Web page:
I used to be an expert on videogames. But then I went to grad school and got married and lost a job and had to scrounge for freelance work, and every step of the way I lost a little bit of my aptitude for gaming. Now I’m, at best, a gaming diletante, keeping tabs on a handful of favorite series, and mostly playing stuff I get as hand-me-downs from videogame journalist friends. The 9-year-old me who spent a year saving up his money to buy a Nintendo only to weep tears of joy when he won one in a raffle would be so ashamed of what thirtysomething me has become.
That’s a long-winded way of saying I’m not only behind on my videogames, I’m also way behind on my videogame lingo. So when the portmanteau “bullshot”showed up in my Twitter feed earlier this week, it was the first I’d ever heard the word, even though it had been invented by the website Penny Arcade almost 10 years ago. As best I can tell, bullshot hasn’t made any serious inroads into wider pop-culture usage, but it’s such a perfect term for a particular kind of deceptive movie advertising, that I’m here today to advocate for its use in a cinematic context.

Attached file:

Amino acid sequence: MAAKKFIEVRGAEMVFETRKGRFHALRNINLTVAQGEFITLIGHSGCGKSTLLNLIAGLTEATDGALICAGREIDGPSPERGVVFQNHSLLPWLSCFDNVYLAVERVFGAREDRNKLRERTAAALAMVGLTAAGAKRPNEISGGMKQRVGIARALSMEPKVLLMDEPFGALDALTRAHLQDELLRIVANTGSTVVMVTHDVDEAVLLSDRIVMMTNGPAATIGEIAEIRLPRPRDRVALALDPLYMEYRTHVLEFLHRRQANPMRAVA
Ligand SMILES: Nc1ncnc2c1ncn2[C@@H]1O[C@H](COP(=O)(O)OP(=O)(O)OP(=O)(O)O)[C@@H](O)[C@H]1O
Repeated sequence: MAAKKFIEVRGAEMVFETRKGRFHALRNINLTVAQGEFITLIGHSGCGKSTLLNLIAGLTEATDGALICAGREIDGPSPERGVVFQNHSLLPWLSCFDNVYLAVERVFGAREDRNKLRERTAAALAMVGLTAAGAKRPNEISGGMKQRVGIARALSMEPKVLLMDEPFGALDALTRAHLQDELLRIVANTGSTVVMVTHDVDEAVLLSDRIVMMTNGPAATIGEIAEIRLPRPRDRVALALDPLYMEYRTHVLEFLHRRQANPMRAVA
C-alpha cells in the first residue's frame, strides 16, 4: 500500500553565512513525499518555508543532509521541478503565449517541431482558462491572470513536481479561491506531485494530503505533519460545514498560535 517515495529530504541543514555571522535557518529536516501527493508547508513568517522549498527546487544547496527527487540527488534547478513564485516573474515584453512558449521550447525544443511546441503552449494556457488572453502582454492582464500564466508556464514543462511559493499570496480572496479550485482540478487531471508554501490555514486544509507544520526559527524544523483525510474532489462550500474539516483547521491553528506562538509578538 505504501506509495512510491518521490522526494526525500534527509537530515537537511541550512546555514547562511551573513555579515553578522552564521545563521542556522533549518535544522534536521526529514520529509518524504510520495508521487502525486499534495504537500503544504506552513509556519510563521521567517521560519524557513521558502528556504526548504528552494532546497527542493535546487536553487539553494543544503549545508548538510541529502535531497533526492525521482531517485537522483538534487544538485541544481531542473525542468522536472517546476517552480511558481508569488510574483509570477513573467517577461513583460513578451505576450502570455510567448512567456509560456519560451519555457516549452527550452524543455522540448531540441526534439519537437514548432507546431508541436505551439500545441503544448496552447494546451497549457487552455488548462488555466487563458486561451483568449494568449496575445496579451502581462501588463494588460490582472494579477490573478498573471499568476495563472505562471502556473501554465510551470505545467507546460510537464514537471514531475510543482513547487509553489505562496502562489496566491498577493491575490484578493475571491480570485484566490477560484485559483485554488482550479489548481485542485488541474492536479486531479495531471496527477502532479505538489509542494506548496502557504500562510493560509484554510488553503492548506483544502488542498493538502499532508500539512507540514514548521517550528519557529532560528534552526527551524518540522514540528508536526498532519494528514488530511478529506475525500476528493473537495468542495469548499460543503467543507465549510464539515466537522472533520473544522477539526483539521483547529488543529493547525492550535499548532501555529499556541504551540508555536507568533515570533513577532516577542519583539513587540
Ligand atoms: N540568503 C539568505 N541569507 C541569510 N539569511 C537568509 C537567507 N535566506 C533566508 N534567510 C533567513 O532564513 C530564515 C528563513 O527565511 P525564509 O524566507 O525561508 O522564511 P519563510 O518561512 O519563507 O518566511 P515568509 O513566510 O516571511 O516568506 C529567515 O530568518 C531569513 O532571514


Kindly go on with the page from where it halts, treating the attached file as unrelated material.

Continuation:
For gaming simpletons like myself: A bullshot is a promotional image for a videogame that has been deliberately sweetened or enhanced to fool potential buyers into a purchase. Just as movies are anticipated by months or years of trailers and publicity photos, videogames are hyped by screenshots and demos at conventions like E3. Since the games are still under construction at that point, you would expect the finished products to look superior to the ads, but that is frequently not the case. Instead, the demos, which have been specially and specifically rendered to look their best, often greatly surpass the visual experience offered by the completed games. When that happens, the earlier, better images are dubbed bullshots—a combination of “bullshit” and “screenshot.”